I suppose my favourite would be Thomas Brewster, just because he was my own creation, the one closest to my heart. All the companions are fun to write; I think Lucie works particularly well, because you can give her jokes without it seeming out of character.

With Thomas Brewster, if I remember correctly, it was always up in the air whether he might be just for a few stories or stick around for a bit longer. But after I’d written that first story it was decided he’d only be in three stories – which was nothing to do with the character as written or as acted – and I was very kindly invited to come back to do the episode where he was written out, Perfect World, one of my favourite, and most personal, Doctor Who things.

Is it more exciting writing for the current eighth Doctor range than the ‘past Doctor’ ranges? Which Doctor do you think translates best onto audio?
I suppose the main difference is that with the eighth Doctor stuff it’s more ‘now’ – doing 45-minute stories like the TV series – whereas the old stuff is more about trying to put a contemporary spin on characters from the past. That said, there’s not really much difference, is there? With, say, a Peter Davison story, it’s almost as though you’re writing as though he was playing the part now, because he’s too good an actor to ask just to do an impersonation of his 30-year-old self.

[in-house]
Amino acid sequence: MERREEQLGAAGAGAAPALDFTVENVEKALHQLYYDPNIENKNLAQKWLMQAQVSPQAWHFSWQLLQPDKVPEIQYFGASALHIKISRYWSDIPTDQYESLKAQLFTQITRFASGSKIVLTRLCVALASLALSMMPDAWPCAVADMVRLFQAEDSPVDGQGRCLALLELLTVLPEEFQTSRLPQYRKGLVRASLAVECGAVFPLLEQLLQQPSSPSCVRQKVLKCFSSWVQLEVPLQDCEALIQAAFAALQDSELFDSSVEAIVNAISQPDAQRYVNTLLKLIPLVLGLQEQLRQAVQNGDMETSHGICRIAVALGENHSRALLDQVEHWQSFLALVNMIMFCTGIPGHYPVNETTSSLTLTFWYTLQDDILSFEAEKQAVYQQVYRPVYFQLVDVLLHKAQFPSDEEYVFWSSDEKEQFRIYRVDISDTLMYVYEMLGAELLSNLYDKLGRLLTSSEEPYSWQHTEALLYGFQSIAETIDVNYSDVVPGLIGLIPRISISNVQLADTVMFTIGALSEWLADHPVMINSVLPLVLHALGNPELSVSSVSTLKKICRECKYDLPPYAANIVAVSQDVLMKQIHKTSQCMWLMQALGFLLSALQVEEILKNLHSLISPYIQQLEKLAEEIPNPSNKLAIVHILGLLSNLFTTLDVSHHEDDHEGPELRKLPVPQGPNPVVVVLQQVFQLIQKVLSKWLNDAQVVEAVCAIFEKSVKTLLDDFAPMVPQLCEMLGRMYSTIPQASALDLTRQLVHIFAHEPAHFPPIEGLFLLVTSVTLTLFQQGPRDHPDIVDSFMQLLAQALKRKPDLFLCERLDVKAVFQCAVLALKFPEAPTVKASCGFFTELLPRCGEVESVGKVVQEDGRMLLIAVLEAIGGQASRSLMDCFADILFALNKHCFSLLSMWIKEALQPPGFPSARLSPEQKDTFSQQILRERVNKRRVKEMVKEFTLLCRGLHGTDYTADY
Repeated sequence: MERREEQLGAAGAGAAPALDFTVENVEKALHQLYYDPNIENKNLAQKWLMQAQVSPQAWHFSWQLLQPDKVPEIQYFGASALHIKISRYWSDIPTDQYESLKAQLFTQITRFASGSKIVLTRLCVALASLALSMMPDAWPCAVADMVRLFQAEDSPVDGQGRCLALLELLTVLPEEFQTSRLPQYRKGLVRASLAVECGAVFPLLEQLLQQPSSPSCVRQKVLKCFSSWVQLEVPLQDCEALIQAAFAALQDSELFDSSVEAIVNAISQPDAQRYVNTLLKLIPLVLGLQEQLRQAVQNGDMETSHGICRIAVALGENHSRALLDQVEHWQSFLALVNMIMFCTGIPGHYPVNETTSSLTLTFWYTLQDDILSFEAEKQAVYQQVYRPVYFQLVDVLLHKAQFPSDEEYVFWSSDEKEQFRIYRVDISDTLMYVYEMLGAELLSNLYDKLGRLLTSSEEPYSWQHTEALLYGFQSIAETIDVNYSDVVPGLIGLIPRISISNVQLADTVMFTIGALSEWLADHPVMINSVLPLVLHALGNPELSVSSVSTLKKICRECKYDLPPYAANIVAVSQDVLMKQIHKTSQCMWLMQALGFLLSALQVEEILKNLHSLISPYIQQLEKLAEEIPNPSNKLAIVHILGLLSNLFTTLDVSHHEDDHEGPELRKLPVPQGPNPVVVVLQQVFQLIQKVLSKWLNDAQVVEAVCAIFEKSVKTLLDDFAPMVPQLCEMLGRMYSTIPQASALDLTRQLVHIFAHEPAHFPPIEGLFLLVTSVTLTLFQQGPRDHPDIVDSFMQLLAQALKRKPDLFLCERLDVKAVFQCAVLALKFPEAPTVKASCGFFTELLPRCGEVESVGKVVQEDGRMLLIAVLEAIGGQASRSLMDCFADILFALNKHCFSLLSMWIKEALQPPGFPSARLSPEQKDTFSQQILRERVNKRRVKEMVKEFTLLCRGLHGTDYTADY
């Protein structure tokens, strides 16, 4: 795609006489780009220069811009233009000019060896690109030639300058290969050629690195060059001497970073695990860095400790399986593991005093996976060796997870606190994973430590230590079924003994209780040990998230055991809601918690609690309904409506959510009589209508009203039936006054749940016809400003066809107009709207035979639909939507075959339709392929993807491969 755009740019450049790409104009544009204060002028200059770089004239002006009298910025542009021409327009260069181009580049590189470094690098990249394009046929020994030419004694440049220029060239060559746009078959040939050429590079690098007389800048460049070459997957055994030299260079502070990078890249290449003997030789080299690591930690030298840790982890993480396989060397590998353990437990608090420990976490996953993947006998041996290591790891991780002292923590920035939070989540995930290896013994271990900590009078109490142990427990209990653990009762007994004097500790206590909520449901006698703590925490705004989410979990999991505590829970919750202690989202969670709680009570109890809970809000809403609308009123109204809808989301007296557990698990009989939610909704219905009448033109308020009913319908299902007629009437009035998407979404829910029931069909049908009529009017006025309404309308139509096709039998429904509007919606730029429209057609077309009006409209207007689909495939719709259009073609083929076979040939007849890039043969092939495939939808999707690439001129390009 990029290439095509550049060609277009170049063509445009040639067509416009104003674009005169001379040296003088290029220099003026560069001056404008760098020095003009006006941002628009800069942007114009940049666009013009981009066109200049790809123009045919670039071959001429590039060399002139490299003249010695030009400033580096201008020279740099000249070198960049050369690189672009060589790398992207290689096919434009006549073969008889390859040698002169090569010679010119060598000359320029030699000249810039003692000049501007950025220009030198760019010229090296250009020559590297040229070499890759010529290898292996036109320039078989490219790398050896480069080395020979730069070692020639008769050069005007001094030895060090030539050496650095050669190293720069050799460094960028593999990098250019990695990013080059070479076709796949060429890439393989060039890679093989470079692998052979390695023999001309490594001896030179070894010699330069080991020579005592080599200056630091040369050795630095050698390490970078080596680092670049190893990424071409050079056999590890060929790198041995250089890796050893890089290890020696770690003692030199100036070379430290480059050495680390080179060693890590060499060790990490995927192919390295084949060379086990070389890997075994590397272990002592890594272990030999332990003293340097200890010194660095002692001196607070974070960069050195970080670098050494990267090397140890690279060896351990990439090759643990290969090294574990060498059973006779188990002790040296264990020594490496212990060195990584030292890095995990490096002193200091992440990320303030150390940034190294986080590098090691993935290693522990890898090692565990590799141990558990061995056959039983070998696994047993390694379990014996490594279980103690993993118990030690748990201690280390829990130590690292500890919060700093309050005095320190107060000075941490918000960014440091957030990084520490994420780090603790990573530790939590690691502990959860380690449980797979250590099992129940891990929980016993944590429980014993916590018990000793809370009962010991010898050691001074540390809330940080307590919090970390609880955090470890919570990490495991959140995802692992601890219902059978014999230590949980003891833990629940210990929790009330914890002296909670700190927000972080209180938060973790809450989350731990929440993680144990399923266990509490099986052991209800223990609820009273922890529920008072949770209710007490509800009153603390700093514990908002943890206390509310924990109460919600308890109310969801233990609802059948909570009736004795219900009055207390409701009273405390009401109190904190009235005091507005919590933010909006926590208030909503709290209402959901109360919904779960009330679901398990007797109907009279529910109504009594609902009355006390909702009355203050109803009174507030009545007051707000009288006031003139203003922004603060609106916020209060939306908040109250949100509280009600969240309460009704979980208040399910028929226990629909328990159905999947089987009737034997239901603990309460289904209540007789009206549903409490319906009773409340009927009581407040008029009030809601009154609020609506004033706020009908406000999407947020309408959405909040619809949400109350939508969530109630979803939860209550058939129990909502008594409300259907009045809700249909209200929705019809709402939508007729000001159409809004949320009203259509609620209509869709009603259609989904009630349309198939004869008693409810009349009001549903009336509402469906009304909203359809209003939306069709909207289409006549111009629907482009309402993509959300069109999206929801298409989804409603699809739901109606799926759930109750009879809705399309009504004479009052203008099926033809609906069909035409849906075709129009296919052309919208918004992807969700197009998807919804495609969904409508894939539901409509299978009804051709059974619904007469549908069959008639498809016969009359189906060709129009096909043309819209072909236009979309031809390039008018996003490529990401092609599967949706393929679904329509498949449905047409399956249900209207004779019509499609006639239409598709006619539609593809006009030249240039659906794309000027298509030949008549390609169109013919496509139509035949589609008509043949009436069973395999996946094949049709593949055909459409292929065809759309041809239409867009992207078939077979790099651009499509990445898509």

I’d say the 45-minute stories for Paul McGann work really well, they’re good to write in terms of discipline and economic, pacy storytelling, as a listener, I really enjoyed the approach they took on the Big Finish site where you’d download one episode a week, so you’d have to wait seven days after each episode cliff-hanger.

I haven’t done any Colin Baker or Sylvester McCoy stories for a long time, but as a listener, I think with both of them we now have the situation where they’ve got this great run of stories on audio which almost overshadows what they were given to do on TV. Given the choice, I’d have Colin’s audio adventures over his television ones!

Which is harder to writer, the short stories or full length novels? Obviously time is a factor with the novels but is it difficult to make and impact with restricted page space?
Novels. I have a vague, not-properly-thought-through theory that you only have as many words in your head as you put in there through reading other books; so the more you write, the more you have to read to fill up. They’re a right old slog, but on the other hand, the end result is entirely your own creation, which means you can get it just right. But all that internal-monologue stuff does my head in.